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Improving the Specificity of EEG for Diagnosing Alzheimer's Disease

By François-B. Vialatte, Justin Dauwels, Monique Maurice, Toshimitsu Musha and Andrzej Cichocki

Abstract

Objective. EEG has great potential as a cost-effective screening tool for Alzheimer's disease (AD). However, the specificity of EEG is not yet sufficient to be used in clinical practice. In an earlier study, we presented preliminary results suggesting improved specificity of EEG to early stages of Alzheimer's disease. The key to this improvement is a new method for extracting sparse oscillatory events from EEG signals in the time-frequency domain. Here we provide a more detailed analysis, demonstrating improved EEG specificity for clinical screening of MCI (mild cognitive impairment) patients. Methods. EEG data was recorded of MCI patients and age-matched control subjects, in rest condition with eyes closed. EEG frequency bands of interest were θ (3.5–7.5 Hz), α1 (7.5–9.5 Hz), α2 (9.5–12.5 Hz), and β (12.5–25 Hz). The EEG signals were transformed in the time-frequency domain using complex Morlet wavelets; the resulting time-frequency maps are represented by sparse bump models. Results. Enhanced EEG power in the θ range is more easily detected through sparse bump modeling; this phenomenon explains the improved EEG specificity obtained in our previous studies. Conclusions. Sparse bump modeling yields informative features in EEG signal. These features increase the specificity of EEG for diagnosing AD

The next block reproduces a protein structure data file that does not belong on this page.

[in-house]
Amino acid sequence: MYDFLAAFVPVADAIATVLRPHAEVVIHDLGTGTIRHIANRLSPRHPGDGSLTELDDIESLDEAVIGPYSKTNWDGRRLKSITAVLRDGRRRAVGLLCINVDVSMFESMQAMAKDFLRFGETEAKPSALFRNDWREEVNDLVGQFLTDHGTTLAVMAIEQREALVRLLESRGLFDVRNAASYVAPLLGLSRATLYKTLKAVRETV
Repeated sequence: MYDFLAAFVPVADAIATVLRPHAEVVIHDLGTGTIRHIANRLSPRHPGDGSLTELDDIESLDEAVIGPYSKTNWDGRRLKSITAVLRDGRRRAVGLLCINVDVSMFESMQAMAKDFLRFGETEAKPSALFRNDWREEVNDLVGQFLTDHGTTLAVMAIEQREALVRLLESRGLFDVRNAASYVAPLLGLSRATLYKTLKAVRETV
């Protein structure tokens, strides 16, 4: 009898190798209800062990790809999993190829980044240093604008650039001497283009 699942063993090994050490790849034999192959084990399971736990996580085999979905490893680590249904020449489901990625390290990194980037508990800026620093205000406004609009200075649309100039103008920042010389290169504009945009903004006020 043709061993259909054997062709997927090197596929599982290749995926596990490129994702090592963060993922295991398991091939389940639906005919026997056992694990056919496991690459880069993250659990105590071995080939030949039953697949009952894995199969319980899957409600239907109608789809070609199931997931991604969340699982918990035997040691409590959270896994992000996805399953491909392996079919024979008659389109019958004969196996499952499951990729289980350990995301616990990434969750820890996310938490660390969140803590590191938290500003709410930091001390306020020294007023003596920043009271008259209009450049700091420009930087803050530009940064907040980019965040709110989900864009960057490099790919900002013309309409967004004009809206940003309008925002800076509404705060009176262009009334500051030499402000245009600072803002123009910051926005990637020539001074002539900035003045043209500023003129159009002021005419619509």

Topics: Research Article
Publisher: SAGE-Hindawi Access to Research
OAI identifier: oai:pubmedcentral.nih.gov:3109519
Provided by: PubMed Central

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